In the Spring 2014 volume of Novum Testamentum, Steven Runge published an article entitled “Contrastive Substitution and the Greek Verb.” My good friend, Brian Renshaw (NT Exegesis), and I have had extensive conversations on the Greek language and the status quaestionis of verbal aspect. So, upon reading this recent article, we have decided to blog through it in order to highlight its arguments.
We have been influenced by Runge’s Discourse Grammar and other articles (find here), and we find his theoretical framework not only highly valuable, but extremely convincing. Therefore, this series not only provides us a way to write and think through his argument, but also to help others in their struggle with verbal aspect discussions.
Dunn, J.D.G. “A New Perspective on the New Perspective on Paul.” Early Christianity 4, no. 2 (2013): 157–82.
J.D.G. Dunn provides a helpful clarification on the scope and intent of the New Perspective on Paul. In his words, he is providing a new and fresh ‘perspective’ on the New Perspective movement, a term he coined in 1982.
The predominant critique of traditional views on the NPP corresponds to changing language about justification, different portraits of Judaism, the role of judgment and works, and others. However, Dunn clarifies, from his viewpoint, the difference is not merely due to one position being “right” and the other “wrong”. So, it is not that NP is “right” and the traditional view is “wrong”, or the NP is wholly antithetical to the traditional view.
Last year I was able to participate in a book project and wrote some portions of Patrick of Ireland: His Life and Impact with Michael Haykin and Aaron Matherly (Amazon). This new book is the first of many in a new series: Early Church Fathers series (more info here). These books will be of value to any churchmen, pastor, or undergraduate seeking to gain familiarity on early church fathers, their literature, and personal piety.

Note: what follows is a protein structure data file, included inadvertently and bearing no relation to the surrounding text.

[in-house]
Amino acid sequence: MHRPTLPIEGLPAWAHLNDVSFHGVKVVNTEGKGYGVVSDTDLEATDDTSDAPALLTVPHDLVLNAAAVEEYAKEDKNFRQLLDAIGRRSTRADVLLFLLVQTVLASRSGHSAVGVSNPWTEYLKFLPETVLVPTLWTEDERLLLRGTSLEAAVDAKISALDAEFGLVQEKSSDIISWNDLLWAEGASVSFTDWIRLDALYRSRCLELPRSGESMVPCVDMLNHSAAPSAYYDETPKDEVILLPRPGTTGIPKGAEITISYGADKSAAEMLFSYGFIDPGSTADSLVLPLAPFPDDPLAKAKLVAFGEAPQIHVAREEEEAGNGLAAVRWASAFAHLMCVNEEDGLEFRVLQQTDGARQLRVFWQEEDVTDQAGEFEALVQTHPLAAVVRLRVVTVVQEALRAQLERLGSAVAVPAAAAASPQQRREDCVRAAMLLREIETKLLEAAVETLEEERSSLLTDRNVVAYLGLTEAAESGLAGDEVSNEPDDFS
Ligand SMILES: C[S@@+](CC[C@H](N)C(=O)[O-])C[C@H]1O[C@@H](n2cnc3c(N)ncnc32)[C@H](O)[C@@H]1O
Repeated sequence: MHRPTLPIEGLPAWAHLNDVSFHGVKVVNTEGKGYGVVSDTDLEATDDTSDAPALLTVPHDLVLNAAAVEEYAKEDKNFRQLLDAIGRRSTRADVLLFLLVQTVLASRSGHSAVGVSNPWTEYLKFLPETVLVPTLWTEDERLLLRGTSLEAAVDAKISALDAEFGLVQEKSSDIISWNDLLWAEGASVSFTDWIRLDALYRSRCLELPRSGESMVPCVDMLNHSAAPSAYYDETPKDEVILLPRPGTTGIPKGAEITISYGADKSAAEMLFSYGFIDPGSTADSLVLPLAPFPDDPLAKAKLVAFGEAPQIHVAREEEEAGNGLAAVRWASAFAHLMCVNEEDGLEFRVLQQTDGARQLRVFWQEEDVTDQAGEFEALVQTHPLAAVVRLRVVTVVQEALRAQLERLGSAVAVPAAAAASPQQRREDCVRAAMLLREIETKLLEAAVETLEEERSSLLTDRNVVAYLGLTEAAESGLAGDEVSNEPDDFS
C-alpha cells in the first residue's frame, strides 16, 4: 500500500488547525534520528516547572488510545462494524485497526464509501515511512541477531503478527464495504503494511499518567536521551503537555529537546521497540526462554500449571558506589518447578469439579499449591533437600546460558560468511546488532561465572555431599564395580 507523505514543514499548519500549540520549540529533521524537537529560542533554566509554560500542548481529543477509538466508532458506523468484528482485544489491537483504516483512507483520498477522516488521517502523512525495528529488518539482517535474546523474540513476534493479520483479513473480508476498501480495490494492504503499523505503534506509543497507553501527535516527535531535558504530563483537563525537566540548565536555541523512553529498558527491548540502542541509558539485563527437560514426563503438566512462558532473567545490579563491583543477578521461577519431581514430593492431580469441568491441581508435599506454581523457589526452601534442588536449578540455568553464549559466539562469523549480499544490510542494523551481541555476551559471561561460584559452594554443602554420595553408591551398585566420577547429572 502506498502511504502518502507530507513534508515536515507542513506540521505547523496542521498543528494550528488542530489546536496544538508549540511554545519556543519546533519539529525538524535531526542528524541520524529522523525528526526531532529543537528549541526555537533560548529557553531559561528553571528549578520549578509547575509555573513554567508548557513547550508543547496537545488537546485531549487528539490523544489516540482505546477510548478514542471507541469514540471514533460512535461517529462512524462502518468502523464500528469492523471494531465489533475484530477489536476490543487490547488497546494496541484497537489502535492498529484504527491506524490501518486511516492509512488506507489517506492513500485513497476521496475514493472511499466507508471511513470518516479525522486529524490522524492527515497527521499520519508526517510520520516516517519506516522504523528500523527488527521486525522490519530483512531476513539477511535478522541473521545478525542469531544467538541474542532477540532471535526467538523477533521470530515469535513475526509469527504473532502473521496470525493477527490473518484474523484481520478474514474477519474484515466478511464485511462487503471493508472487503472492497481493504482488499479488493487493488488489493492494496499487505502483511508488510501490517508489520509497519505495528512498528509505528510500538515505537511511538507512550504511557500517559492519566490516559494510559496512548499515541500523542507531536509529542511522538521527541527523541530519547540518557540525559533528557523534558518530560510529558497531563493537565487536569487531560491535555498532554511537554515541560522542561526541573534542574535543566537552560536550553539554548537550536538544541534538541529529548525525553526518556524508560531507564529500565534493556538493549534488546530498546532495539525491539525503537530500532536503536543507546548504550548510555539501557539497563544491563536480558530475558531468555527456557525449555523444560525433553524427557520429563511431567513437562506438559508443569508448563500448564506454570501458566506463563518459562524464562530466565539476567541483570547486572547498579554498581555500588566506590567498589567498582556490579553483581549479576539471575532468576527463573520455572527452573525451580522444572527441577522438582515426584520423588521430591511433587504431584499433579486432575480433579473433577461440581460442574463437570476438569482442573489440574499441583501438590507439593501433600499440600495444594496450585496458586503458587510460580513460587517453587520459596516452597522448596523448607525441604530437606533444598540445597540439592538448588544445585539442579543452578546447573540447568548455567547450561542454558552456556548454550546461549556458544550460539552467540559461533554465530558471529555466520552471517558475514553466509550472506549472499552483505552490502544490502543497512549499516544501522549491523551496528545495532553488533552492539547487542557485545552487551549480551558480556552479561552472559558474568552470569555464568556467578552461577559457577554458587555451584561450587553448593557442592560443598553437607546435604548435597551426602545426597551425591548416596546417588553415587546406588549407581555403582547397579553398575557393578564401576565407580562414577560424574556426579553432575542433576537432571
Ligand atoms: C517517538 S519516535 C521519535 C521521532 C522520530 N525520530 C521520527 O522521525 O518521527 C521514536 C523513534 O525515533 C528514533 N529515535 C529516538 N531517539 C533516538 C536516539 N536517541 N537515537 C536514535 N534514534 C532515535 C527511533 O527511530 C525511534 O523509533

Patrick is not only a man of courage, exemplar in piety, but a great example to the modern person! Though scholarship is divided, he leaves us with two works (Confessions and Letter to Soldiers of Coroticus; original language). They are simple to read and would highly encourage anyone to read through them in order to gain familiarity with Patrick.
I recently came across a quote by Ellen Charry in By the Renewing of your Minds:The Pastoral Function of Christian Doctrine. I resonate deeply with this quote. Teaching can stifle the mind, yet hopefully it will enliven the imagination. Teaching can promulgate error prone ideas, yet hopefully it will encourage to seek out truth and ideas beyond the classroom. My goals as an educator is to do both: enliven the mind as well as teach my students beyond the classroom.
Charry’s quote…well, I can’t help but say “yes!” A resounding “Yes!” that is.